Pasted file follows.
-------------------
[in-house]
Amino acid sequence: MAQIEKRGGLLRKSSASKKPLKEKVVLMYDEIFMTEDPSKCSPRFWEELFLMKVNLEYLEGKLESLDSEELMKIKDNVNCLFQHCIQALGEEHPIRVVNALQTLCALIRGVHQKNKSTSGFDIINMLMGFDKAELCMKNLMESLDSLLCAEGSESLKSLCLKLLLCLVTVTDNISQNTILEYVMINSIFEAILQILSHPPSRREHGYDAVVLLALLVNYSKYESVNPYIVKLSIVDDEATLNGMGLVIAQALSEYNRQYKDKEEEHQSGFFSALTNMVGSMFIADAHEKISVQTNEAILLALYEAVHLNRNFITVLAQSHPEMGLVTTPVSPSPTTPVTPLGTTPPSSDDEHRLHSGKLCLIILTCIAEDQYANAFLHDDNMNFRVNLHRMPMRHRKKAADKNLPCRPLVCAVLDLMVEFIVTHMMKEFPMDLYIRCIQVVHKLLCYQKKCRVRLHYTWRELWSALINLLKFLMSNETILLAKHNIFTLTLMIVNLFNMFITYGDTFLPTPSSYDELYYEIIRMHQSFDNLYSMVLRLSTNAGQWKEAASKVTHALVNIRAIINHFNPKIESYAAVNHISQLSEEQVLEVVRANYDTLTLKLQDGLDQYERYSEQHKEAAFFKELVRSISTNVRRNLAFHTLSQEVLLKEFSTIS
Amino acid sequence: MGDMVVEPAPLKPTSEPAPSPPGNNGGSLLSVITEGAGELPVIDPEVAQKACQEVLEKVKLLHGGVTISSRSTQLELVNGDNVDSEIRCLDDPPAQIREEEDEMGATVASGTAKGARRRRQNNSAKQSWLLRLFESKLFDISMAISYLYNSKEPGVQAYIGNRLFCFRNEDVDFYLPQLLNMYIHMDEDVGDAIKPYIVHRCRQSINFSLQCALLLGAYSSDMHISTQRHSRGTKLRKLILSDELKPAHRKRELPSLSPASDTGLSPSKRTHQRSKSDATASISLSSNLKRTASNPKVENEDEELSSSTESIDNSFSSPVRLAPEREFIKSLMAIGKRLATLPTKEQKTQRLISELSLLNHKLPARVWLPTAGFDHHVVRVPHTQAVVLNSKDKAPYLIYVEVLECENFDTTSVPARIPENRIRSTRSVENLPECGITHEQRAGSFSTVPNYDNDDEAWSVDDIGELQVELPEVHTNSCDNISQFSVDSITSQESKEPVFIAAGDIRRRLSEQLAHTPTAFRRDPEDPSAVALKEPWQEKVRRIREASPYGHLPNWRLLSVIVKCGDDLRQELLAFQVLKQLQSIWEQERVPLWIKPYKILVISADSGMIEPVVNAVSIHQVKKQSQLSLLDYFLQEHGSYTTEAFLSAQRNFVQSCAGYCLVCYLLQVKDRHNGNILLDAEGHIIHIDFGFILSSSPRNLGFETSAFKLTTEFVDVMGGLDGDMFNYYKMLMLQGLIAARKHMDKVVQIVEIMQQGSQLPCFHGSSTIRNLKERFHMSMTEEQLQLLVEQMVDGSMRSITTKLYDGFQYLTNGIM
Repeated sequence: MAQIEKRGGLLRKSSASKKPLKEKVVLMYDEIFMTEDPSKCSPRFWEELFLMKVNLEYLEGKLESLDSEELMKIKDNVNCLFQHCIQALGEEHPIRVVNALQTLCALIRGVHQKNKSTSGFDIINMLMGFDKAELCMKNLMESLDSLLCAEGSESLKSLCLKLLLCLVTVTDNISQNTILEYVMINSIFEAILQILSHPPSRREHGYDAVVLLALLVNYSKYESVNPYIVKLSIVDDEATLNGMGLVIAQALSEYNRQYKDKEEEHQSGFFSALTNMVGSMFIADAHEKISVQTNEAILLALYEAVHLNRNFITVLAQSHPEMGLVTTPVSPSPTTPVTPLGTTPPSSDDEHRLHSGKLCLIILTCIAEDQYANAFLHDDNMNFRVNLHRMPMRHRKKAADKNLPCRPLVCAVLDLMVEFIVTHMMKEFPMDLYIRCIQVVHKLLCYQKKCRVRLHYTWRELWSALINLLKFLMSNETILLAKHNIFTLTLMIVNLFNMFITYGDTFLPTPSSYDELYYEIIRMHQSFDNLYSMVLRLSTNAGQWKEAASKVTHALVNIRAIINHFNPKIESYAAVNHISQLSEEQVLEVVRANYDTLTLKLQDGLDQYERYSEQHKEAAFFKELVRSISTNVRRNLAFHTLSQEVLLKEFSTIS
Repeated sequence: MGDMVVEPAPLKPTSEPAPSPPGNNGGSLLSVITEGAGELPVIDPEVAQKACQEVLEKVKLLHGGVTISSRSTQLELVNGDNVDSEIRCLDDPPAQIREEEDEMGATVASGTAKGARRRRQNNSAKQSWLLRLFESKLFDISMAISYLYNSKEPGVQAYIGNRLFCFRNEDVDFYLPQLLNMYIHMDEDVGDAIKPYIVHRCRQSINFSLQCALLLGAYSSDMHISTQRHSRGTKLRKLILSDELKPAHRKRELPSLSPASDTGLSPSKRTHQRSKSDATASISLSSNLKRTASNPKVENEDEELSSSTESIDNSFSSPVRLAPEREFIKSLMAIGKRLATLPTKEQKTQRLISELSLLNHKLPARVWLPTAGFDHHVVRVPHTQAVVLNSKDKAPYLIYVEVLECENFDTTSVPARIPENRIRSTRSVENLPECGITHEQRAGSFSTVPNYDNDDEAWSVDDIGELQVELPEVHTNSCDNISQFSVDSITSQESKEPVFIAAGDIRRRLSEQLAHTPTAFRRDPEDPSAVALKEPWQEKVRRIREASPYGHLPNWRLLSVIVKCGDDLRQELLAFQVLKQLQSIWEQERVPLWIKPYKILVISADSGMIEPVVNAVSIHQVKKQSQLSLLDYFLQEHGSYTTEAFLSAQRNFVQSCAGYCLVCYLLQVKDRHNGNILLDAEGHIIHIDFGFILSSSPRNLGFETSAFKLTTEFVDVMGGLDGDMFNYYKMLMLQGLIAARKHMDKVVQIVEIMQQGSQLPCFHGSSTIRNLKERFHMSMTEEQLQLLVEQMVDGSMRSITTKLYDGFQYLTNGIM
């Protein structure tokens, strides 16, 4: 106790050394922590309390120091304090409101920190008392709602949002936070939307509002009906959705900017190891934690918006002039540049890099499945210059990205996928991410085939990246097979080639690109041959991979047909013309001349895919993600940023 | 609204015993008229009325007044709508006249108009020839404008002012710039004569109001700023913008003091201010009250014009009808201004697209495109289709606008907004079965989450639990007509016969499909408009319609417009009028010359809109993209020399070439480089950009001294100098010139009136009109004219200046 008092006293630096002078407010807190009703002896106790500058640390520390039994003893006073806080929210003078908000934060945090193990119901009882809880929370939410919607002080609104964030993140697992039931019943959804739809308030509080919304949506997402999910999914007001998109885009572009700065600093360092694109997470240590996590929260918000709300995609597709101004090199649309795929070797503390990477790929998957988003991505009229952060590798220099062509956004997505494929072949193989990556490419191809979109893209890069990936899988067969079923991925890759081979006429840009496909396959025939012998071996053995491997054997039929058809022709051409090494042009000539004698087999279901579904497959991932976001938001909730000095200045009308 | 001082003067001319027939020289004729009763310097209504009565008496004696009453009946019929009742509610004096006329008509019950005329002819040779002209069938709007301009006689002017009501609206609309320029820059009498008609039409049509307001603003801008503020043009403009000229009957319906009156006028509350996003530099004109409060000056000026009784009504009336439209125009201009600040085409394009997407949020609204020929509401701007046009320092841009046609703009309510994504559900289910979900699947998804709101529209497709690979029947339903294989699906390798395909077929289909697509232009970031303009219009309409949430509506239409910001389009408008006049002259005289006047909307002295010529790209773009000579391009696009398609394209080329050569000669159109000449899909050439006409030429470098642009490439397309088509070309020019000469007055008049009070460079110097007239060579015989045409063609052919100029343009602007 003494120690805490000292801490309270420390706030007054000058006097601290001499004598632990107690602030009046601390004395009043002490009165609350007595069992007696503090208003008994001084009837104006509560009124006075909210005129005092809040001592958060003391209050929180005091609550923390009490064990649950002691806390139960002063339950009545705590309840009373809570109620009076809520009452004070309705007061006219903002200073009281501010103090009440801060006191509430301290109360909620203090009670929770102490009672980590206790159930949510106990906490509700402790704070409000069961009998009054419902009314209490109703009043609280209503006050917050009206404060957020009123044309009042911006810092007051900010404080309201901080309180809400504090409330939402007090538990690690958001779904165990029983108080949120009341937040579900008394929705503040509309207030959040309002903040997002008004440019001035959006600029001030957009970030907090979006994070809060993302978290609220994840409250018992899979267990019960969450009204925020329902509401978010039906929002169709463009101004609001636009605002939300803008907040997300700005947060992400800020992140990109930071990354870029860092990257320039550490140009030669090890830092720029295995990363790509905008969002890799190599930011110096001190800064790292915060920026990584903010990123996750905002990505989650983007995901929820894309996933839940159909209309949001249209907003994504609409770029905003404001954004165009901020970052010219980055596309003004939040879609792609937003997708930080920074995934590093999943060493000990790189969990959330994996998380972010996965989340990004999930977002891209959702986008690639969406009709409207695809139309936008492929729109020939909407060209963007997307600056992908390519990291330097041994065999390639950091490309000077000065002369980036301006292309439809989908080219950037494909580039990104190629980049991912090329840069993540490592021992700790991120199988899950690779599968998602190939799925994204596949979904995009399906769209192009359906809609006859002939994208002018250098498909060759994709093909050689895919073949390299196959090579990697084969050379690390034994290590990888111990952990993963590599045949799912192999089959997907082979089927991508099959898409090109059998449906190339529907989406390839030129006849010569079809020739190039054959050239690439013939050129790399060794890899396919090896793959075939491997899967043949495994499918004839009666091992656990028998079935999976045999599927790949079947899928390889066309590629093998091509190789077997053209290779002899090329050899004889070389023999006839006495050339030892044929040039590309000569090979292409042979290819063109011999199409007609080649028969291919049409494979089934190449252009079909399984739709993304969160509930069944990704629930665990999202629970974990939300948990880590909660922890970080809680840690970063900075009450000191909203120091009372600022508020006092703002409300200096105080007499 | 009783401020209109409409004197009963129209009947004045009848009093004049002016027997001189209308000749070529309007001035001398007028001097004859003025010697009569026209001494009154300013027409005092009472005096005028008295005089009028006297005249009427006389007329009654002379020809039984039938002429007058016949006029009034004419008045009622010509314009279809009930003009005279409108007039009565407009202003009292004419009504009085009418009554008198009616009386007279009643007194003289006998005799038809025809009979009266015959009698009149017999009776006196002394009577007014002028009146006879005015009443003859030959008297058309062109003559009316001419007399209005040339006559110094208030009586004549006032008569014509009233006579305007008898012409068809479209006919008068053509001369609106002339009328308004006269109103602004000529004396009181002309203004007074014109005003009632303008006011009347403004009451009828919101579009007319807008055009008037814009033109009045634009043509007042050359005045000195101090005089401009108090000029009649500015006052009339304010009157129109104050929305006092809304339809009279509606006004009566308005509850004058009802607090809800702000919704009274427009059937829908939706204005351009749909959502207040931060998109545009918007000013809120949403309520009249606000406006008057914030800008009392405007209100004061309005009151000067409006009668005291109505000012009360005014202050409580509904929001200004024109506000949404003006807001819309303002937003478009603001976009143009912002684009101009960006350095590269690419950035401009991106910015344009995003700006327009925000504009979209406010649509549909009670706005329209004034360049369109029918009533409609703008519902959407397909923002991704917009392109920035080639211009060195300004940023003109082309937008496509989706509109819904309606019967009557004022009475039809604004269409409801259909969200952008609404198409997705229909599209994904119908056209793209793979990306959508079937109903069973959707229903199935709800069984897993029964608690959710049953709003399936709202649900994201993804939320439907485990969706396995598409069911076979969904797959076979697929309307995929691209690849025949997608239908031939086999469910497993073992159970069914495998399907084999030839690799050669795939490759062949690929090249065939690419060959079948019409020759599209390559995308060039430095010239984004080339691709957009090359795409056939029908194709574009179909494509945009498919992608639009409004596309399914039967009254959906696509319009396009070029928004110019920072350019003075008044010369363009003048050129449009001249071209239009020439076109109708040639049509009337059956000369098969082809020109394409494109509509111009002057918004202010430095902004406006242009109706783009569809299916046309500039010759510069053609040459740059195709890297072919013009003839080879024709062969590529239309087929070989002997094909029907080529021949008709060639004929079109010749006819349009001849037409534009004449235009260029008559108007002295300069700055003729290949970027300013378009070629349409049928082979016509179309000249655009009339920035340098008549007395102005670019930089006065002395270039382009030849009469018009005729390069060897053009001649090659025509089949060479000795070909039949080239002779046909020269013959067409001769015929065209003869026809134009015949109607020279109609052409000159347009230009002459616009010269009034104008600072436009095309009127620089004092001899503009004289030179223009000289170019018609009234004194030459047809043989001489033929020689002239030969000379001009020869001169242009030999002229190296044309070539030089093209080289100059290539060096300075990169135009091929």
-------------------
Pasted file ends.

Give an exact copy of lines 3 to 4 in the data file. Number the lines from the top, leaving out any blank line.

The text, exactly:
Amino acid sequence: MGDMVVEPAPLKPTSEPAPSPPGNNGGSLLSVITEGAGELPVIDPEVAQKACQEVLEKVKLLHGGVTISSRSTQLELVNGDNVDSEIRCLDDPPAQIREEEDEMGATVASGTAKGARRRRQNNSAKQSWLLRLFESKLFDISMAISYLYNSKEPGVQAYIGNRLFCFRNEDVDFYLPQLLNMYIHMDEDVGDAIKPYIVHRCRQSINFSLQCALLLGAYSSDMHISTQRHSRGTKLRKLILSDELKPAHRKRELPSLSPASDTGLSPSKRTHQRSKSDATASISLSSNLKRTASNPKVENEDEELSSSTESIDNSFSSPVRLAPEREFIKSLMAIGKRLATLPTKEQKTQRLISELSLLNHKLPARVWLPTAGFDHHVVRVPHTQAVVLNSKDKAPYLIYVEVLECENFDTTSVPARIPENRIRSTRSVENLPECGITHEQRAGSFSTVPNYDNDDEAWSVDDIGELQVELPEVHTNSCDNISQFSVDSITSQESKEPVFIAAGDIRRRLSEQLAHTPTAFRRDPEDPSAVALKEPWQEKVRRIREASPYGHLPNWRLLSVIVKCGDDLRQELLAFQVLKQLQSIWEQERVPLWIKPYKILVISADSGMIEPVVNAVSIHQVKKQSQLSLLDYFLQEHGSYTTEAFLSAQRNFVQSCAGYCLVCYLLQVKDRHNGNILLDAEGHIIHIDFGFILSSSPRNLGFETSAFKLTTEFVDVMGGLDGDMFNYYKMLMLQGLIAARKHMDKVVQIVEIMQQGSQLPCFHGSSTIRNLKERFHMSMTEEQLQLLVEQMVDGSMRSITTKLYDGFQYLTNGIM
Repeated sequence: MAQIEKRGGLLRKSSASKKPLKEKVVLMYDEIFMTEDPSKCSPRFWEELFLMKVNLEYLEGKLESLDSEELMKIKDNVNCLFQHCIQALGEEHPIRVVNALQTLCALIRGVHQKNKSTSGFDIINMLMGFDKAELCMKNLMESLDSLLCAEGSESLKSLCLKLLLCLVTVTDNISQNTILEYVMINSIFEAILQILSHPPSRREHGYDAVVLLALLVNYSKYESVNPYIVKLSIVDDEATLNGMGLVIAQALSEYNRQYKDKEEEHQSGFFSALTNMVGSMFIADAHEKISVQTNEAILLALYEAVHLNRNFITVLAQSHPEMGLVTTPVSPSPTTPVTPLGTTPPSSDDEHRLHSGKLCLIILTCIAEDQYANAFLHDDNMNFRVNLHRMPMRHRKKAADKNLPCRPLVCAVLDLMVEFIVTHMMKEFPMDLYIRCIQVVHKLLCYQKKCRVRLHYTWRELWSALINLLKFLMSNETILLAKHNIFTLTLMIVNLFNMFITYGDTFLPTPSSYDELYYEIIRMHQSFDNLYSMVLRLSTNAGQWKEAASKVTHALVNIRAIINHFNPKIESYAAVNHISQLSEEQVLEVVRANYDTLTLKLQDGLDQYERYSEQHKEAAFFKELVRSISTNVRRNLAFHTLSQEVLLKEFSTIS